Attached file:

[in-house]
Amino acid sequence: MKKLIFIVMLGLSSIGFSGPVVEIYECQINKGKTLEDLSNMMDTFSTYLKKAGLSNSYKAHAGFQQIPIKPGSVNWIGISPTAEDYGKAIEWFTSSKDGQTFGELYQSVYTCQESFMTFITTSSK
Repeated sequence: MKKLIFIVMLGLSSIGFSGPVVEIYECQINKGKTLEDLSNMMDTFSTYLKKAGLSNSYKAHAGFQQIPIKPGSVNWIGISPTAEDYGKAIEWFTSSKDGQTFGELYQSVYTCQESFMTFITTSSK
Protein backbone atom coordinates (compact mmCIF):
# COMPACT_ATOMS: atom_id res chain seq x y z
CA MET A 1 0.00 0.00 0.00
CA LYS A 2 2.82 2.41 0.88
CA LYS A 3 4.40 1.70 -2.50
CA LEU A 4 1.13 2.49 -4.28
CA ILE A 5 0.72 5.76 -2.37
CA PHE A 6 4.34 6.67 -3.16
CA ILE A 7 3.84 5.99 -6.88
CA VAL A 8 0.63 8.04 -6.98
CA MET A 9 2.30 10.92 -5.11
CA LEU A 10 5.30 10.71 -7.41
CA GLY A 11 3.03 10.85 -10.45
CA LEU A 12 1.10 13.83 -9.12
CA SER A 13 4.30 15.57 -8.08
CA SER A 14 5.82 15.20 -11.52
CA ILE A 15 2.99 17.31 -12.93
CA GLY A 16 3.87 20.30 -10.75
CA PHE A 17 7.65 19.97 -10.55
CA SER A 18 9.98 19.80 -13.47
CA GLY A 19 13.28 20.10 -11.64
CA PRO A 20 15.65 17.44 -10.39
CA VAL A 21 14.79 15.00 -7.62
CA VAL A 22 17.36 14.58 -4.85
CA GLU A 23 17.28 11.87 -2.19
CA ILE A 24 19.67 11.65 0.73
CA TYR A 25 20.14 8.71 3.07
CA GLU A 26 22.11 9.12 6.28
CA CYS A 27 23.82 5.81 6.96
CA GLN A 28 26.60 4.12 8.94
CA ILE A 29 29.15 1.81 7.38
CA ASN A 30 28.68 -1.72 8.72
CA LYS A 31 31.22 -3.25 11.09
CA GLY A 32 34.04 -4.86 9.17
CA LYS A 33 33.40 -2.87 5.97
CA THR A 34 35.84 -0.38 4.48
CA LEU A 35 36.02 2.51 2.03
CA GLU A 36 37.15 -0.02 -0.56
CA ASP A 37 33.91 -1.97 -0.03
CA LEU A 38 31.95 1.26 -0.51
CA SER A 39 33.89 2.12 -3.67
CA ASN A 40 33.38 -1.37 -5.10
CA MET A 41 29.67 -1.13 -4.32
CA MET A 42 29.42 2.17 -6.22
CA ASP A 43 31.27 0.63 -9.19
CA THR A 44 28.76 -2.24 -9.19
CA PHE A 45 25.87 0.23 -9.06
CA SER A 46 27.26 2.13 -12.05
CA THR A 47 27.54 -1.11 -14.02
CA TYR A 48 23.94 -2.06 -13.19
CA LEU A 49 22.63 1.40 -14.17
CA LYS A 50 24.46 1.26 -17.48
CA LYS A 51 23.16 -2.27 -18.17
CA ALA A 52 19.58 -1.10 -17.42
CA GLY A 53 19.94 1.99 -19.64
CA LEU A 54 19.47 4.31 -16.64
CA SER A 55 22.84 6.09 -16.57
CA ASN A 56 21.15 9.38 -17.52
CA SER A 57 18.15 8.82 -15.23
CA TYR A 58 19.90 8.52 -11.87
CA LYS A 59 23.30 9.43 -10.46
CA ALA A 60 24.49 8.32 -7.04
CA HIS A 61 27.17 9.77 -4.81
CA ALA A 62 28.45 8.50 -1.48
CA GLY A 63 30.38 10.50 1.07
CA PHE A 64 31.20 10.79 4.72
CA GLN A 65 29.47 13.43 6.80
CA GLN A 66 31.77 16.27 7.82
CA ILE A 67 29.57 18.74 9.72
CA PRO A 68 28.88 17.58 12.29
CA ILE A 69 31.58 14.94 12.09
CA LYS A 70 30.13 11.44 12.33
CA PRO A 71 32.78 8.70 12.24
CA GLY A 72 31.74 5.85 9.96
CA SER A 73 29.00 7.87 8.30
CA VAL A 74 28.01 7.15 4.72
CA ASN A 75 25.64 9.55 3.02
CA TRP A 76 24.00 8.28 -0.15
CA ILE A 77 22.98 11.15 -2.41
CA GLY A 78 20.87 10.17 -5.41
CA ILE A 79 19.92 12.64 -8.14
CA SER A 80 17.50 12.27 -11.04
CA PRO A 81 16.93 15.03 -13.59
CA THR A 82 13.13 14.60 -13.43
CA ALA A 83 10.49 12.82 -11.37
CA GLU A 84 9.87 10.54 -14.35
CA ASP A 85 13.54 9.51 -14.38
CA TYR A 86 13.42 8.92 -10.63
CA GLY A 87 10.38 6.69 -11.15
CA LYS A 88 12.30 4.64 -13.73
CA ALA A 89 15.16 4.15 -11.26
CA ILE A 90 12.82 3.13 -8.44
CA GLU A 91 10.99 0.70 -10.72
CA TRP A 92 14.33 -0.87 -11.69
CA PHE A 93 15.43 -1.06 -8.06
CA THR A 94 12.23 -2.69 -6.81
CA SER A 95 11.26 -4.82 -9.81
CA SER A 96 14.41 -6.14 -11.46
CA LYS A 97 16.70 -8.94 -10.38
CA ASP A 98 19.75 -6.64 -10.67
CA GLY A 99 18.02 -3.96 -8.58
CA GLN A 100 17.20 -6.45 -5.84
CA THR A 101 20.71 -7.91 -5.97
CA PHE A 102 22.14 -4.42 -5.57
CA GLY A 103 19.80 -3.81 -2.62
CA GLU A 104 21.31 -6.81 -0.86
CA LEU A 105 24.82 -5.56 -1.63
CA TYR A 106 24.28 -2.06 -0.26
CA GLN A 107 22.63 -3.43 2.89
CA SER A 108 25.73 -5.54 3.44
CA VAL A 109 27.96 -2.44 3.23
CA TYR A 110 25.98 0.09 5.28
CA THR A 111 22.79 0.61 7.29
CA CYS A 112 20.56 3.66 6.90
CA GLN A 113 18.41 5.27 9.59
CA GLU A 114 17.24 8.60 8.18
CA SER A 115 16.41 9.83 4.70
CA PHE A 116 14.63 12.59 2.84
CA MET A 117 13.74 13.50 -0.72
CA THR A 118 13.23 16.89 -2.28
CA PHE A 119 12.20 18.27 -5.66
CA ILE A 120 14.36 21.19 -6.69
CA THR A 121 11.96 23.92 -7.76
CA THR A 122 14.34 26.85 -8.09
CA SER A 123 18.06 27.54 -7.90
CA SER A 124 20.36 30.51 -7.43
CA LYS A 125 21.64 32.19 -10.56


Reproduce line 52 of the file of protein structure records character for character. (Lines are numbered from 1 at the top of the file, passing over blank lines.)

CA THR A 47 27.54 -1.11 -14.02